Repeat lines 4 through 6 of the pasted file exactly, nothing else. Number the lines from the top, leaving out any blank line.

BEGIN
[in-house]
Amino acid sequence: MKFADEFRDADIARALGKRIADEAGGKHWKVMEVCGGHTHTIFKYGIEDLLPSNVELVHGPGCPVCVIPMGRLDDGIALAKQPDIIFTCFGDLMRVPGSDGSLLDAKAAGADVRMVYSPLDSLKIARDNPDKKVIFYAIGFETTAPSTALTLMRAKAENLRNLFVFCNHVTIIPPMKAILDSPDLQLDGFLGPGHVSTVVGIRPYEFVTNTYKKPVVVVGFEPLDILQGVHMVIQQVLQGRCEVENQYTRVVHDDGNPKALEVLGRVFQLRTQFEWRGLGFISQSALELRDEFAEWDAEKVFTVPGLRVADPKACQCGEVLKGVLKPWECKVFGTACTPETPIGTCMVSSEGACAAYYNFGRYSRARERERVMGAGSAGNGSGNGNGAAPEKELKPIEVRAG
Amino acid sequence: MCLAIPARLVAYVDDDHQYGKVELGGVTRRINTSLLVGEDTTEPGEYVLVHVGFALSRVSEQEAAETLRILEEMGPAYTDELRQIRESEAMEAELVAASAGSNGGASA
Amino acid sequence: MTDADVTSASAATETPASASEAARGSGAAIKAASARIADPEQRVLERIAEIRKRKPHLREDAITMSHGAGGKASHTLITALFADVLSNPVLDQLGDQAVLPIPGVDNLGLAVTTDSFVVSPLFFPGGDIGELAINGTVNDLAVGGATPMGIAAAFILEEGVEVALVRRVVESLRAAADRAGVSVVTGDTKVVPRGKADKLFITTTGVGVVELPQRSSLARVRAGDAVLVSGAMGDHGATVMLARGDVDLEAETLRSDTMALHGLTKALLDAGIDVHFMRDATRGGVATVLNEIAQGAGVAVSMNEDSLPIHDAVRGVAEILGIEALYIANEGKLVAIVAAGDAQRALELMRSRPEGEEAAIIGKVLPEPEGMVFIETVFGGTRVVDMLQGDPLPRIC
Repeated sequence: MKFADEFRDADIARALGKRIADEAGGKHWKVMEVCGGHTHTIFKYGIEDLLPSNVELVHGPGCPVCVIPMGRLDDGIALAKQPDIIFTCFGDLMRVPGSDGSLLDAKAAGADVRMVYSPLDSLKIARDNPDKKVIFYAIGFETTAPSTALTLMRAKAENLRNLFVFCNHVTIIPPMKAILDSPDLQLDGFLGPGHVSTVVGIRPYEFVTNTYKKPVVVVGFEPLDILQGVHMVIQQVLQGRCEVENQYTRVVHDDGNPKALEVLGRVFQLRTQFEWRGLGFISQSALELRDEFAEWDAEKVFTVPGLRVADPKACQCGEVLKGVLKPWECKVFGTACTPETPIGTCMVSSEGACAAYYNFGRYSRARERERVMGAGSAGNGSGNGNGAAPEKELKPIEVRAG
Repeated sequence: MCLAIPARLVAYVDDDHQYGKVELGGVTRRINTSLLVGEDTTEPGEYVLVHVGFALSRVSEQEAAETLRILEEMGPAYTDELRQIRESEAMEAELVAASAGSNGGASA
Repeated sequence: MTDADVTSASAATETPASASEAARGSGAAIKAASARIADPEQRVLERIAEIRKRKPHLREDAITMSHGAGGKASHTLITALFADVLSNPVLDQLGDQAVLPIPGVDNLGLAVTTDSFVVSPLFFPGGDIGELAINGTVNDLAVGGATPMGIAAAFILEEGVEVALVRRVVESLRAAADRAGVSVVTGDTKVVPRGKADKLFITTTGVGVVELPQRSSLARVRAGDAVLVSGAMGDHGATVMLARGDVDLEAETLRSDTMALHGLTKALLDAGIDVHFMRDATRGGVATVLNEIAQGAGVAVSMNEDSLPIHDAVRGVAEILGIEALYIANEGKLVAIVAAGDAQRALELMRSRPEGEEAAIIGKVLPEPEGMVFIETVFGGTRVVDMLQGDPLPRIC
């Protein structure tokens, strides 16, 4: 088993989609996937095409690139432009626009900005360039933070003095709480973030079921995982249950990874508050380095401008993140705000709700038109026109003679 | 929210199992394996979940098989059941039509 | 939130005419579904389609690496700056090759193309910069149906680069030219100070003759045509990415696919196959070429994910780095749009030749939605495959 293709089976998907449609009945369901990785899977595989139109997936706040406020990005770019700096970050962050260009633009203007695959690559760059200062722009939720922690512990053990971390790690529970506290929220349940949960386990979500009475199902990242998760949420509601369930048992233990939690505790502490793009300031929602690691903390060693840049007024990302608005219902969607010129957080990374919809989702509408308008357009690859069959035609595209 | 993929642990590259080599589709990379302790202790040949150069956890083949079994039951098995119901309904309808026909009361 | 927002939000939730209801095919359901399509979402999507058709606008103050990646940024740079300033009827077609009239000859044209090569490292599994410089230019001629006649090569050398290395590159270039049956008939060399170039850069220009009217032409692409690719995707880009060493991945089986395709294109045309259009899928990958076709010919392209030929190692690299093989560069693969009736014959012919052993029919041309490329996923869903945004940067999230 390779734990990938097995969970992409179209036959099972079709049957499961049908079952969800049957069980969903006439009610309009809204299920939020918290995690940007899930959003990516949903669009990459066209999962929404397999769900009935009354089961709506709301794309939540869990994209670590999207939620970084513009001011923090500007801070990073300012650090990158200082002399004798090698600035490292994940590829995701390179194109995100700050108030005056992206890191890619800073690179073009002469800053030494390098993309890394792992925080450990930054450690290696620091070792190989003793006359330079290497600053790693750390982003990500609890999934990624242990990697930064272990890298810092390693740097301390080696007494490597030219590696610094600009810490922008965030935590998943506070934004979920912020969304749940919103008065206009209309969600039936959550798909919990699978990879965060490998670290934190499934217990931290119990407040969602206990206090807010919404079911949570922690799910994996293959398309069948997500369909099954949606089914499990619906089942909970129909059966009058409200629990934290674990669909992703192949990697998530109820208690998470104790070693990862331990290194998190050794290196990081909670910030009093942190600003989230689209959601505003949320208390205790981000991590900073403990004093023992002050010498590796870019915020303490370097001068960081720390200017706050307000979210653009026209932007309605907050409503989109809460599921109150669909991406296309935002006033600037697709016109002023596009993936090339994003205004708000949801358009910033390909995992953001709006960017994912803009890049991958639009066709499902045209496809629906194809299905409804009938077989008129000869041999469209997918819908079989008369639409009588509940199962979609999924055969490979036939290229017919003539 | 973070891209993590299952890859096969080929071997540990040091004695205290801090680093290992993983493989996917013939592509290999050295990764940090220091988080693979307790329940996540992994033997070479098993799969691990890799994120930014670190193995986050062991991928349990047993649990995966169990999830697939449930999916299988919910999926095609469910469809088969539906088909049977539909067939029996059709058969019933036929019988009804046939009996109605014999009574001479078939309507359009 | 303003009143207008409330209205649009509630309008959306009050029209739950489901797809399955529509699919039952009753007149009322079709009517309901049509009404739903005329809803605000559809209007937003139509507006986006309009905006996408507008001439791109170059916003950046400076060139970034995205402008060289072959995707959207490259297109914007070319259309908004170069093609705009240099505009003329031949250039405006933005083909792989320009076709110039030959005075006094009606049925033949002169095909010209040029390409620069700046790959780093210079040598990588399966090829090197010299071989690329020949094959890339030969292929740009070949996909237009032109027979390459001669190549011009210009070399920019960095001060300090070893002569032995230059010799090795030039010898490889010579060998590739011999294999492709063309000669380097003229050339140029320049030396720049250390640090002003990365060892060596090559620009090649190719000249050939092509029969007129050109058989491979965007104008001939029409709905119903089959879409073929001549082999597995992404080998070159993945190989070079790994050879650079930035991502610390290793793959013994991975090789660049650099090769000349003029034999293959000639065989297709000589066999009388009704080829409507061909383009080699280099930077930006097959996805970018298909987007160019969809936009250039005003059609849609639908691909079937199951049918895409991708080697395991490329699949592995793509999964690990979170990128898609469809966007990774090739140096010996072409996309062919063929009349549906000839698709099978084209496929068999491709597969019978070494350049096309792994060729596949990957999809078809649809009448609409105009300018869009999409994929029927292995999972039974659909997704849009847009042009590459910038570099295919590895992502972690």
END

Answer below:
Amino acid sequence: MTDADVTSASAATETPASASEAARGSGAAIKAASARIADPEQRVLERIAEIRKRKPHLREDAITMSHGAGGKASHTLITALFADVLSNPVLDQLGDQAVLPIPGVDNLGLAVTTDSFVVSPLFFPGGDIGELAINGTVNDLAVGGATPMGIAAAFILEEGVEVALVRRVVESLRAAADRAGVSVVTGDTKVVPRGKADKLFITTTGVGVVELPQRSSLARVRAGDAVLVSGAMGDHGATVMLARGDVDLEAETLRSDTMALHGLTKALLDAGIDVHFMRDATRGGVATVLNEIAQGAGVAVSMNEDSLPIHDAVRGVAEILGIEALYIANEGKLVAIVAAGDAQRALELMRSRPEGEEAAIIGKVLPEPEGMVFIETVFGGTRVVDMLQGDPLPRIC
Repeated sequence: MKFADEFRDADIARALGKRIADEAGGKHWKVMEVCGGHTHTIFKYGIEDLLPSNVELVHGPGCPVCVIPMGRLDDGIALAKQPDIIFTCFGDLMRVPGSDGSLLDAKAAGADVRMVYSPLDSLKIARDNPDKKVIFYAIGFETTAPSTALTLMRAKAENLRNLFVFCNHVTIIPPMKAILDSPDLQLDGFLGPGHVSTVVGIRPYEFVTNTYKKPVVVVGFEPLDILQGVHMVIQQVLQGRCEVENQYTRVVHDDGNPKALEVLGRVFQLRTQFEWRGLGFISQSALELRDEFAEWDAEKVFTVPGLRVADPKACQCGEVLKGVLKPWECKVFGTACTPETPIGTCMVSSEGACAAYYNFGRYSRARERERVMGAGSAGNGSGNGNGAAPEKELKPIEVRAG
Repeated sequence: MCLAIPARLVAYVDDDHQYGKVELGGVTRRINTSLLVGEDTTEPGEYVLVHVGFALSRVSEQEAAETLRILEEMGPAYTDELRQIRESEAMEAELVAASAGSNGGASA